101st Anniversary Commemoration Of Seán Treacy.

An Taoiseach Mr Micheál Martin, has remembered the life of Seán Treacy, latter one of the leaders of the 3rd Tipperary Brigade of the Irish Republican Army, during the Irish War of Independence; describing the Tipperary man as one of the great patriots of our revolution.

Mr Martin was speaking at the 101st Anniversary Commemoration of his death at his grave in Kilfeacle, Co. Tipperary.

Speech by An Taoiseach, Mr Micheál Martin TD, on the occasion of the 101st Anniversary Commemoration of the death of Seán Treacy, on Sunday 17th October 2021

“It is a great honour to stand with you in this place today, to remember the life of Seán Treacy, one of the great patriots of our revolution.

When the 3rd Tipperary Brigade Old IRA Commemoration Committee was formed 100 years ago those they sought to remember had only just left us. Their voices still resonated in the houses and hillsides of Tipperary – a tremendous source of pride and also of sadness about young lives cut short.
Their friends, families and colleagues were determined that they would not be forgotten – that generations to come would learn of their names, their sacrifices and their dramatic achievements.
They faced-down the military of the greatest empire the modern world would ever see – and they did this in the cause of inclusive republicanism.
The roll of honour of the 3rd Tipperary Brigade includes people from throughout this area and reflects the determination of the people of Tipp to take a lead.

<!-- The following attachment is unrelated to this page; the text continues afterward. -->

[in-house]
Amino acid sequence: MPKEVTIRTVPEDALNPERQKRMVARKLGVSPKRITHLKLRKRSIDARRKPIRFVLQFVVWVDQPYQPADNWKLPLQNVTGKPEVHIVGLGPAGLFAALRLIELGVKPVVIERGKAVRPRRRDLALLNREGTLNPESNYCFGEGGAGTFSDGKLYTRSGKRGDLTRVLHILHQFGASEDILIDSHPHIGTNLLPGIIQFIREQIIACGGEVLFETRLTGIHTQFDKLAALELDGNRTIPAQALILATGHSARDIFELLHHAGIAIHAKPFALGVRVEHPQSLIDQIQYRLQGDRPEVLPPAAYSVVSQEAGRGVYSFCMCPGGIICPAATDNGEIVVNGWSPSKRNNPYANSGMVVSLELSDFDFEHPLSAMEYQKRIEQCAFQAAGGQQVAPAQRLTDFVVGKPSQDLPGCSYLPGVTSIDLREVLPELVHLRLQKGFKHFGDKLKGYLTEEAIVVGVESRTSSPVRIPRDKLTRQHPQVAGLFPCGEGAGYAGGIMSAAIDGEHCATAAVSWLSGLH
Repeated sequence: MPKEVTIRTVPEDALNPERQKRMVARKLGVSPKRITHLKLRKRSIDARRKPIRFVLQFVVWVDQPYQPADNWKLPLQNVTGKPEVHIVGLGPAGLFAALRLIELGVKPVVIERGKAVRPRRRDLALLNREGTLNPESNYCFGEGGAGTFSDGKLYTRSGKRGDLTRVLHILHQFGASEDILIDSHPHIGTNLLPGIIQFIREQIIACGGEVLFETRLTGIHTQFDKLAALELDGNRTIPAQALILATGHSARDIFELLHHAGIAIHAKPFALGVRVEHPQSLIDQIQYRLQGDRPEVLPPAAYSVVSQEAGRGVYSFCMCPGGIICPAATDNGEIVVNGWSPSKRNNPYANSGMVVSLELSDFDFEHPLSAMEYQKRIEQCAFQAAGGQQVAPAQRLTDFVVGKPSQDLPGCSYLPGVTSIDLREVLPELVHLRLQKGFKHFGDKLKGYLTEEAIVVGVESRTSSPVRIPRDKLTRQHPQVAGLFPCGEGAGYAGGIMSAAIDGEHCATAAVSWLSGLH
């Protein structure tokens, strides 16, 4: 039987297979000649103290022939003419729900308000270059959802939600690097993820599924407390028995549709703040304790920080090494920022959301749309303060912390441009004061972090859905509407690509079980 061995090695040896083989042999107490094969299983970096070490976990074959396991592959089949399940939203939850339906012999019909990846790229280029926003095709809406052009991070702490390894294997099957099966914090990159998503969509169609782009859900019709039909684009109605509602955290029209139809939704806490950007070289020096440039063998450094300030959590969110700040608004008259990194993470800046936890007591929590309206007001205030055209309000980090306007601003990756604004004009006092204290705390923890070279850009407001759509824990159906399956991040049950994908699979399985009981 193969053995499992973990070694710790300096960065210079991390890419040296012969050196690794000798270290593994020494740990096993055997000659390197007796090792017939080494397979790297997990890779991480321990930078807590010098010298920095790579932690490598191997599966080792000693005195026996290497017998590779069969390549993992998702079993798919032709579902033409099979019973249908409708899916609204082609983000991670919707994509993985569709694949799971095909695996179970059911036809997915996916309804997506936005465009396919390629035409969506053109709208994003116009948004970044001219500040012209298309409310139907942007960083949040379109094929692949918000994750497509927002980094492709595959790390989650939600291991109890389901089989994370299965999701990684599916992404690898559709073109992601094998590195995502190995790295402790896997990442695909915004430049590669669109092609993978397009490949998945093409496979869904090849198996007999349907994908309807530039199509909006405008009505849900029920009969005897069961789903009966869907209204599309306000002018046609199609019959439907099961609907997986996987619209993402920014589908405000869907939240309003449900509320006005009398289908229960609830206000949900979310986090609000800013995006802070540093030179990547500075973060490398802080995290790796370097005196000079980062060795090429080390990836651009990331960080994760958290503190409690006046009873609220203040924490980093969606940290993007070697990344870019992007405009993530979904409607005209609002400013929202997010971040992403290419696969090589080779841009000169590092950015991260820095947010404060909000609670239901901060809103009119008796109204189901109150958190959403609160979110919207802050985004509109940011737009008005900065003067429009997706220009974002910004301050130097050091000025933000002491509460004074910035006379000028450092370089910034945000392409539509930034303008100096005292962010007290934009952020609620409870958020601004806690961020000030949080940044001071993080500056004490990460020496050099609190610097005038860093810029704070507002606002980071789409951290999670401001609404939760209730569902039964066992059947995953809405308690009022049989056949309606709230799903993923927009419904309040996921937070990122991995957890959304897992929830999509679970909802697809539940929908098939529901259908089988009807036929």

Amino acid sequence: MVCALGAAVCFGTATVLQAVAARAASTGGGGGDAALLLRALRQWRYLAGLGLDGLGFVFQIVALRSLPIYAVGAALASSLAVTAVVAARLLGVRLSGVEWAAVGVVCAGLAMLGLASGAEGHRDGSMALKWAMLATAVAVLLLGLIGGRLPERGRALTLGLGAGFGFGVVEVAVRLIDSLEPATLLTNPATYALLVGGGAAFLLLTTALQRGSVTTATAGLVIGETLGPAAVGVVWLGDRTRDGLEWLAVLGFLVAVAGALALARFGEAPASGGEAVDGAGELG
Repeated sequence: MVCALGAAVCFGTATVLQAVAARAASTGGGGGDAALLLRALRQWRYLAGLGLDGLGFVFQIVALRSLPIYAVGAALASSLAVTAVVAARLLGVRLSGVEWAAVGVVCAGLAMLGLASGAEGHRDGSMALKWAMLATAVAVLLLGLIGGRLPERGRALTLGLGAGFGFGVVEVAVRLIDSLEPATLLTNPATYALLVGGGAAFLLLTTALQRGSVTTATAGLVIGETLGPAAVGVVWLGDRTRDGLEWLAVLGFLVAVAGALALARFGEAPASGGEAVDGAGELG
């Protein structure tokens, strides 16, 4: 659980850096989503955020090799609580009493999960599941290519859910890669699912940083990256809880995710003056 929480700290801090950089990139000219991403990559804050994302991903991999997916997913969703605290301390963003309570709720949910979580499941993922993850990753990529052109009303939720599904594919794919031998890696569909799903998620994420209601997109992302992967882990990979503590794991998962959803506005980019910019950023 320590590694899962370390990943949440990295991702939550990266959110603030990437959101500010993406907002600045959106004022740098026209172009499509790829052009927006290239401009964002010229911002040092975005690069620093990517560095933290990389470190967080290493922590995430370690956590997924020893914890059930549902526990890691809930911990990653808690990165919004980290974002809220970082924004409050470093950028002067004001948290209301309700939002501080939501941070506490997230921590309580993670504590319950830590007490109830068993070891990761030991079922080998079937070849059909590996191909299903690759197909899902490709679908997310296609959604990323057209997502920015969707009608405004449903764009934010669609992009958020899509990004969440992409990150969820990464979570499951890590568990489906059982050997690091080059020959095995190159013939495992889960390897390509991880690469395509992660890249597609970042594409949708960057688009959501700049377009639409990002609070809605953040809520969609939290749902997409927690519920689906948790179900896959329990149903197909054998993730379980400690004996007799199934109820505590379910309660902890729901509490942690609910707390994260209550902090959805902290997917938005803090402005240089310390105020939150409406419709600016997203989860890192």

Picture shows aftermath of the shooting of Seán Treacy and Lieutenant Arthur Gilbert Price on Talbot Street in Dublin, on 14 October, 1920.

Seán Treacy, who regularly deferred to others when appointments were being made, would be embarrassed to know that his name stands above those of his comrades. But this is inevitable because of how many roles he filled not just in 1919-1920, but in the organisations leading the national revival in the following years.
In a short 25 years he lived many lives – and it is no exaggeration to say that he reflected each of the elements which came together in the success of our revolution. The revolutionary generation was one inspired by language and culture – and dedicated to using education to achieve renewal.

Less than a lifetime after the national catastrophe and humiliation of the Famine, a new vision was being formed of a country with strong communities, a strong national culture and a belief in an Ireland which took its place amongst the nations of the world.

Treacy had the great fortune to be taught here in Tipperary by an exceptional personality, Cormac Breathnach – who was also known as Charlie Walsh. Into his class came Seán Treacy, Dinny Lacey, Dan Breen and Seán Hogan – leaving an indelible mark on them and in the future of our country.